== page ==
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Bloomberg BusinessWeek reports that Tesco CEO Philip Clarke said this morning that the company “will invest 1 billion pounds ($1.6 billion) to revive sales at home, while slowing expansion in other parts of the world as it makes a domestic turnaround its first priority.” Tesco has been slowly losing market share to almost all its UK competitors, and recently reduced its profit guidance for the first time in two decades.

In addition, Clarke said that the timetable for its Fresh & Easy US division to move into profitability has been extended by a year to fiscal 2013, and he said the company “will focus on making the existing 185 stores in the country profitable before expanding the business further.”

Clarke said, ““I was quite prepared to think it wouldn’t work, but I’m not in that place now ... We’ll be able to push it over the line.”

According to the story, Clarke said that “U.K. stores will be given a ‘warmer look and feel,’ while the company will also add 8,000 supermarket workers, and pump 150 million pounds into expanding its online offer ... The retailer said 430 supermarkets, representing more than a quarter of its U.K. selling space, will be revamped this year. Grocery ranges will be overhauled, with the 1 billion-pound Value line due to be relabeled as Everyday Value and more than 2,000 new standard products being introduced by April 2013.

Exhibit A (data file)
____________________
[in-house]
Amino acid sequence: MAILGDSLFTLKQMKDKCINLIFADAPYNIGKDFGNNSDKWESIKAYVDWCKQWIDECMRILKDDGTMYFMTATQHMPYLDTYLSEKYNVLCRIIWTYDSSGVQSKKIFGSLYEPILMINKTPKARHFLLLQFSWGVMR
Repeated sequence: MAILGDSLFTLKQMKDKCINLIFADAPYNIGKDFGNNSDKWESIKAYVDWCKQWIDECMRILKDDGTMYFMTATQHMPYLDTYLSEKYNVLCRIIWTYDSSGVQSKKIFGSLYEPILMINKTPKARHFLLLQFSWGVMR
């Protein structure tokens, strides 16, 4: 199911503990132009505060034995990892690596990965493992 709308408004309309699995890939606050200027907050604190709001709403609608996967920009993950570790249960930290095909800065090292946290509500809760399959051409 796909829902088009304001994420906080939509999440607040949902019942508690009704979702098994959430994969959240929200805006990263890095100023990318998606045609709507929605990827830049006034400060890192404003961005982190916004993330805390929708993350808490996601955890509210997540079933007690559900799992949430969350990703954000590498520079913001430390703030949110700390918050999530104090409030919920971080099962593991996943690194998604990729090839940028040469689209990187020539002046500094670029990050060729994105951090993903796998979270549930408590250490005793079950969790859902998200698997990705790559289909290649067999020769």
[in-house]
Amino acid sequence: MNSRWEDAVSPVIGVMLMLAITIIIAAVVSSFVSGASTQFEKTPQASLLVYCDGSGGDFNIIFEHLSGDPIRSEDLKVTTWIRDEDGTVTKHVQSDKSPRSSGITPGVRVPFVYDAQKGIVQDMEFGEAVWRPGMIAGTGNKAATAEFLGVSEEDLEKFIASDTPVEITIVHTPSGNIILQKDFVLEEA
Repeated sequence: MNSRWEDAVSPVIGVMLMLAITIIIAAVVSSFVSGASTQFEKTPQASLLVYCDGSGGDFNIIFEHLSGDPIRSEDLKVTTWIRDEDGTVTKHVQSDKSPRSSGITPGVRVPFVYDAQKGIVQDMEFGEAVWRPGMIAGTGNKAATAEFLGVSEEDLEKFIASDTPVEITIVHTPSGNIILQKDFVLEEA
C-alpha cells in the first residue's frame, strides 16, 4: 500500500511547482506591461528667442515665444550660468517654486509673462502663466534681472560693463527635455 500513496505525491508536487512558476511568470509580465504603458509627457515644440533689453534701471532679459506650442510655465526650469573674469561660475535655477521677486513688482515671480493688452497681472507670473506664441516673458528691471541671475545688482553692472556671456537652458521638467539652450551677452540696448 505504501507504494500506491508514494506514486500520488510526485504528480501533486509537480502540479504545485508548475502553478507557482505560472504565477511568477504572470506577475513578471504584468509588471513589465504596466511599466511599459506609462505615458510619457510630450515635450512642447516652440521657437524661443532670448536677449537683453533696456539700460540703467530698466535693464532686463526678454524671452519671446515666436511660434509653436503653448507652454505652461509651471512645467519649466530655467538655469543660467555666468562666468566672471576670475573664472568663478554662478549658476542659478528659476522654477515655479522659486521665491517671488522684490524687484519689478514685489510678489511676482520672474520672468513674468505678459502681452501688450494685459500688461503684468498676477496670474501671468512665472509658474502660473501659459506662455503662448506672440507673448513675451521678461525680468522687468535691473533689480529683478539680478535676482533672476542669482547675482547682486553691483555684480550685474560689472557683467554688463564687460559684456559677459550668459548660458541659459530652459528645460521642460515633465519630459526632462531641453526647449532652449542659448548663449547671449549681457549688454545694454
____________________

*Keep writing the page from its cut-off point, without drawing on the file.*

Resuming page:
“Tesco plans to double its online offering of non-food goods to 80,000 lines by Christmas and will extend its Click & Collect business, where shoppers pick up purchases in store, to 1,600 outlets including Express convenience stores.”

“The plan isn’t radical, but it’s a radical change of pace,” Clarke said on a analysts call, adding, “We remain confident of making modest progress this year despite the substantial planned revenue investment.”

The story also says that “Clarke dismissed suggestions that large-format hypermarkets are a dead format. ‘The future of the hypermarket is going to be a little bit more food, with general merchandise and clothing,’ he said. ‘This is about responding to the internet and customers rather than saying the hypermarket is over, which it isn’t’.”
KC's View:
Not quite sure what to make of Clarke’s comments about Fresh & Easy ... it sounds like he was prepared to pull the plug and sell the division, but got convinced - probably by US chief Tim Mason - that the US business is gaining the kind of traction it needs to get profitable.

I would suspect, however, that this is the last extension, the final leap of faith that a Tesco CEO is going to make when it comes to Fresh & Easy.